The Fed will be the major focus of the week as the central bank holds its meeting on interest rates amid much speculation about when the era of interest rates held near zero since the 2008 financial collapse is going to end.
A steady stream of positive economic data has persuaded many that the Fed will make a key change in the language in its statement on Wednesday. The Fed has emphasized for months that it planned to be "patient" in starting to hike rates. But it's possible that word may be missing from the announcement as it prepares markets for higher rates.
"I think that's what people are expecting," said John Stephenson, president and CEO of Stephenson & Co. Capital Management.
"I think that’s likely, I think the Fed is being extremely accommodative over the last six years. It's unlikely they will be as accommodative."
Many analysts have expected the Federal Reserve to move in either June or September, the first Fed meeting after breaking for the summer. But Stephenson thinks the Fed has good reasons to postpone hiking rates.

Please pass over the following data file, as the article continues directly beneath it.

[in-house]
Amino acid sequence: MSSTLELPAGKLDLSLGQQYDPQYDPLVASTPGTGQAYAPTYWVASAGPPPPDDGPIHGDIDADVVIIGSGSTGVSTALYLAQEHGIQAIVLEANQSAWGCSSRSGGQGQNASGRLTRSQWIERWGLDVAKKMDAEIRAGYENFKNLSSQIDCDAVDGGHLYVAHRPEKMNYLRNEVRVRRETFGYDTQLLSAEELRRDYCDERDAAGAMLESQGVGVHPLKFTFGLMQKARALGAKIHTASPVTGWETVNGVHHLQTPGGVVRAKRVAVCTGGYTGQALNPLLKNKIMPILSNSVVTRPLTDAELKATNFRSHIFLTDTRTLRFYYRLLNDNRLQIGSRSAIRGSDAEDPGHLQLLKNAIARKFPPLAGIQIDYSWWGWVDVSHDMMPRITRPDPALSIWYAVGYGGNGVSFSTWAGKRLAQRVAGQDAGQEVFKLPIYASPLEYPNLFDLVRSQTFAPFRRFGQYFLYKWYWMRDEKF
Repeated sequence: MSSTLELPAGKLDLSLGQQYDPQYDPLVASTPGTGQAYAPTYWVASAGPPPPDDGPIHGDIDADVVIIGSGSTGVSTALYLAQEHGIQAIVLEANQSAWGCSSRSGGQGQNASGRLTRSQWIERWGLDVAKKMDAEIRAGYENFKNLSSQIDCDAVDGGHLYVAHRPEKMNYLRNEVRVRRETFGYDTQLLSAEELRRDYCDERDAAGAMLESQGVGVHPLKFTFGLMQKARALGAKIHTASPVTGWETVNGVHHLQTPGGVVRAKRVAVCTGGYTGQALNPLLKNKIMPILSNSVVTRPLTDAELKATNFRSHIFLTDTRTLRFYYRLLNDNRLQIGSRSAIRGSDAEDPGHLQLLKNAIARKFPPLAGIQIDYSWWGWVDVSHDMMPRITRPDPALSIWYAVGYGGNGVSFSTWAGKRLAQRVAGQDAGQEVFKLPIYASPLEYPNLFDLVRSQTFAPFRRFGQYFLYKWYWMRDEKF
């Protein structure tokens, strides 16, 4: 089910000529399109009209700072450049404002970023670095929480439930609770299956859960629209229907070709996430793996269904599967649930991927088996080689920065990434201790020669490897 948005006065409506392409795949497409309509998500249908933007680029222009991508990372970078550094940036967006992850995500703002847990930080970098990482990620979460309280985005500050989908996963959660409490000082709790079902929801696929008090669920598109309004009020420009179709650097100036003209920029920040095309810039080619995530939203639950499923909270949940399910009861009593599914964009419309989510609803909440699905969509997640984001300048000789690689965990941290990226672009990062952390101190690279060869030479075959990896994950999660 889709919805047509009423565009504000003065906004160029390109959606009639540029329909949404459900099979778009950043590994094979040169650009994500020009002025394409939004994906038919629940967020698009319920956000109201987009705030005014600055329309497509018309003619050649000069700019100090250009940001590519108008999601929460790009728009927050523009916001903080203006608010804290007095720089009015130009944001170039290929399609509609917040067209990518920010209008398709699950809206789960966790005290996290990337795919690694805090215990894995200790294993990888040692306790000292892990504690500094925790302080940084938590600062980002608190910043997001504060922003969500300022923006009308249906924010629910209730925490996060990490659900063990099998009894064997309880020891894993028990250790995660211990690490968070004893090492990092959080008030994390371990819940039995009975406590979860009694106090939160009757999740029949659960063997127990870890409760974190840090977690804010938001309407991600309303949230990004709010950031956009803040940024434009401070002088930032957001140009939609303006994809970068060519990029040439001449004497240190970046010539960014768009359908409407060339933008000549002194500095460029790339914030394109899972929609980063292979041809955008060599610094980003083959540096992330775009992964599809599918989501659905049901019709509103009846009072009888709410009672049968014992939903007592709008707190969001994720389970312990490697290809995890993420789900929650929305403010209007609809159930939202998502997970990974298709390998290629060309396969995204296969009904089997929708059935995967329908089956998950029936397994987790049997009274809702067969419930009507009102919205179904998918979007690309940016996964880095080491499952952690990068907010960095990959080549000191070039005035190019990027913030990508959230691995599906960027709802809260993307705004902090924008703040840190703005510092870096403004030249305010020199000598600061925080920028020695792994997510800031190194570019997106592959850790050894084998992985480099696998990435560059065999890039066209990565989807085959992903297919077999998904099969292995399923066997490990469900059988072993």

"The U.S. will eventually raise rates (but) I think that will be delayed until sometime later this year," he said, adding he's looking for a December rate hike.
"Clearly we have a situation where, as far as the Fed is concerned — the data is very strong from an employment standpoint so that is looking good. But when we look at things like consumer confidence, and you look at things like factory orders and such, it’s not as rosy out there.
Meanwhile, worries about another sharp fall in oil prices helped send the Toronto stock market down 1.5 per cent last week amid a fall of about 5.5 per cent in the energy sector.
The latest round of losses were sparked by a report issued at the end of last week by the International Energy Agency which said U.S. oil production was up actually up by 115,000 barrels a day in February.
Until recently, prices had held up around the US$50 a barrel level. But the IEA warned that "behind the facade of stability, the rebalancing triggered by the price collapse has yet to run its course, and it might be overly optimistic to expect it to proceed smoothly."
Oil prices fell almost 10 per cent last week.
Elsewhere on the economic front, investors looked to three major Canadian reports coming out this week.
Manufacturing shipments data will be released Tuesday, while Statistics Canada will post the January reading on retail sales Friday. The agency will also release the February consumer price index for February on Friday.Suggest a correction